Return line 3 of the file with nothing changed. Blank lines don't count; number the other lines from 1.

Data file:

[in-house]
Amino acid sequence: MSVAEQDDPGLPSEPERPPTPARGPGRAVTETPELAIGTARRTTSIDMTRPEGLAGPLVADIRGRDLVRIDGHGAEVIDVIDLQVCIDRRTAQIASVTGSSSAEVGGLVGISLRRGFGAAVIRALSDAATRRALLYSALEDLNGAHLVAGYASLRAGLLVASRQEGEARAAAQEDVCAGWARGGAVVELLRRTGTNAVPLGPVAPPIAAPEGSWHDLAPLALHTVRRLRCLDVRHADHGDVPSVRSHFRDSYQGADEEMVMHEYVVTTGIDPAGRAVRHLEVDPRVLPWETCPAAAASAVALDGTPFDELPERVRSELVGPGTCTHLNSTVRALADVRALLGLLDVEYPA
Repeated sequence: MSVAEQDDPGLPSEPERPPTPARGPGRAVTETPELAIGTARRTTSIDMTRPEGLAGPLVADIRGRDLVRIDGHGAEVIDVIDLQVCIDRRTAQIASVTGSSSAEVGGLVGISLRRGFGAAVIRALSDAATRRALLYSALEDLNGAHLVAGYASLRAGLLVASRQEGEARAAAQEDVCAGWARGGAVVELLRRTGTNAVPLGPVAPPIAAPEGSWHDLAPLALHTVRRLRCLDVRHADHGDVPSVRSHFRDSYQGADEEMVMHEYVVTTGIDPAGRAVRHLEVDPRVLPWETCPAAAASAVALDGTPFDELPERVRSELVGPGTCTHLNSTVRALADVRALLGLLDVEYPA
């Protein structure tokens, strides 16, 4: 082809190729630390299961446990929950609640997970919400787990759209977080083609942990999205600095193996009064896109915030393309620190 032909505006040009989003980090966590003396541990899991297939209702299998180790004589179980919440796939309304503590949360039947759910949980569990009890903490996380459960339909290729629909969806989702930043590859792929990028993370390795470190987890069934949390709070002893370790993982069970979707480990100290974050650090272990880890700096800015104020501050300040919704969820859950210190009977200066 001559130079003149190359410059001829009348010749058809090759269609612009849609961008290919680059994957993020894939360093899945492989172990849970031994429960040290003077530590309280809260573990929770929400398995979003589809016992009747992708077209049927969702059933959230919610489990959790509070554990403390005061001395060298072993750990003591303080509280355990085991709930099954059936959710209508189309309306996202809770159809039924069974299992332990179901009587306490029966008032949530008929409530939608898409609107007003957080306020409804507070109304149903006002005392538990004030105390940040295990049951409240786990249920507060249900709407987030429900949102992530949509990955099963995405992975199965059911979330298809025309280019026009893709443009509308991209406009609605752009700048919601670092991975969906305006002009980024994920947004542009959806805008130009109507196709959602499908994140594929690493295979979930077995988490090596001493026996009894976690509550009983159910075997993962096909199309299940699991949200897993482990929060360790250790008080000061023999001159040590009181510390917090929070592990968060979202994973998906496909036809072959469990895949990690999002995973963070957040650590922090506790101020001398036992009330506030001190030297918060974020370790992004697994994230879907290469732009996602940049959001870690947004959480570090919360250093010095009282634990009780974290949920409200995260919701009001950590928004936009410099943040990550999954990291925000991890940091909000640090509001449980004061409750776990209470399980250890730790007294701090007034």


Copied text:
Repeated sequence: MSVAEQDDPGLPSEPERPPTPARGPGRAVTETPELAIGTARRTTSIDMTRPEGLAGPLVADIRGRDLVRIDGHGAEVIDVIDLQVCIDRRTAQIASVTGSSSAEVGGLVGISLRRGFGAAVIRALSDAATRRALLYSALEDLNGAHLVAGYASLRAGLLVASRQEGEARAAAQEDVCAGWARGGAVVELLRRTGTNAVPLGPVAPPIAAPEGSWHDLAPLALHTVRRLRCLDVRHADHGDVPSVRSHFRDSYQGADEEMVMHEYVVTTGIDPAGRAVRHLEVDPRVLPWETCPAAAASAVALDGTPFDELPERVRSELVGPGTCTHLNSTVRALADVRALLGLLDVEYPA